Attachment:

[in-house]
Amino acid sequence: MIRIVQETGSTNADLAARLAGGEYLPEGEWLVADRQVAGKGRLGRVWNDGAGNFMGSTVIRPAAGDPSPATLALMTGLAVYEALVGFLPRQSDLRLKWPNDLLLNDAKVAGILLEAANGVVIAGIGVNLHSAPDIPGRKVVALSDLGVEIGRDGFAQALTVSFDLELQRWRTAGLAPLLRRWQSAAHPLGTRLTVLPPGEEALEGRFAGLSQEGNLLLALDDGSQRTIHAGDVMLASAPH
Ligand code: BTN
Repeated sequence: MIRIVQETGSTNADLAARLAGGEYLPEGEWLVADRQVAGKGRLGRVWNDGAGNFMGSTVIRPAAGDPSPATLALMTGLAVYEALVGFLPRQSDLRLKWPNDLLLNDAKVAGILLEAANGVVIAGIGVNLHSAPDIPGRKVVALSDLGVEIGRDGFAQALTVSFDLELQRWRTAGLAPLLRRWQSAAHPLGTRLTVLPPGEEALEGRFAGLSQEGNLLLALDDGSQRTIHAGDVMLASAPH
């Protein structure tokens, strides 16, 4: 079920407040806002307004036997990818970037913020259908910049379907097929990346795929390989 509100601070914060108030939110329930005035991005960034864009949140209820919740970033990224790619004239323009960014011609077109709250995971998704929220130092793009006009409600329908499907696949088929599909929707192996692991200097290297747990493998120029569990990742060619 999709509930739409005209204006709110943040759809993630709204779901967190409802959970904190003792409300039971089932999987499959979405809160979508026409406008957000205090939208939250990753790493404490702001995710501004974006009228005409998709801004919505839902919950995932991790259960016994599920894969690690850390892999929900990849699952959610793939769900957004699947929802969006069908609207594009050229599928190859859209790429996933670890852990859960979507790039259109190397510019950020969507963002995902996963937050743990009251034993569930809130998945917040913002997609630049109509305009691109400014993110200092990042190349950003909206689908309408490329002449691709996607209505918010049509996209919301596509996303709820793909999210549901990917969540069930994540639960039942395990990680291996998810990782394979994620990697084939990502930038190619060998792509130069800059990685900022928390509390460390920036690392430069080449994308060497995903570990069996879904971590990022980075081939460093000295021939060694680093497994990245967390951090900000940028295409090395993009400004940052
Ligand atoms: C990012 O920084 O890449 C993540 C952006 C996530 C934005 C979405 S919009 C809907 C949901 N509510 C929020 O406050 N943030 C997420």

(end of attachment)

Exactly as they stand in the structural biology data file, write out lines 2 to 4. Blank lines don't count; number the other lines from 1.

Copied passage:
Amino acid sequence: MIRIVQETGSTNADLAARLAGGEYLPEGEWLVADRQVAGKGRLGRVWNDGAGNFMGSTVIRPAAGDPSPATLALMTGLAVYEALVGFLPRQSDLRLKWPNDLLLNDAKVAGILLEAANGVVIAGIGVNLHSAPDIPGRKVVALSDLGVEIGRDGFAQALTVSFDLELQRWRTAGLAPLLRRWQSAAHPLGTRLTVLPPGEEALEGRFAGLSQEGNLLLALDDGSQRTIHAGDVMLASAPH
Ligand code: BTN
Repeated sequence: MIRIVQETGSTNADLAARLAGGEYLPEGEWLVADRQVAGKGRLGRVWNDGAGNFMGSTVIRPAAGDPSPATLALMTGLAVYEALVGFLPRQSDLRLKWPNDLLLNDAKVAGILLEAANGVVIAGIGVNLHSAPDIPGRKVVALSDLGVEIGRDGFAQALTVSFDLELQRWRTAGLAPLLRRWQSAAHPLGTRLTVLPPGEEALEGRFAGLSQEGNLLLALDDGSQRTIHAGDVMLASAPH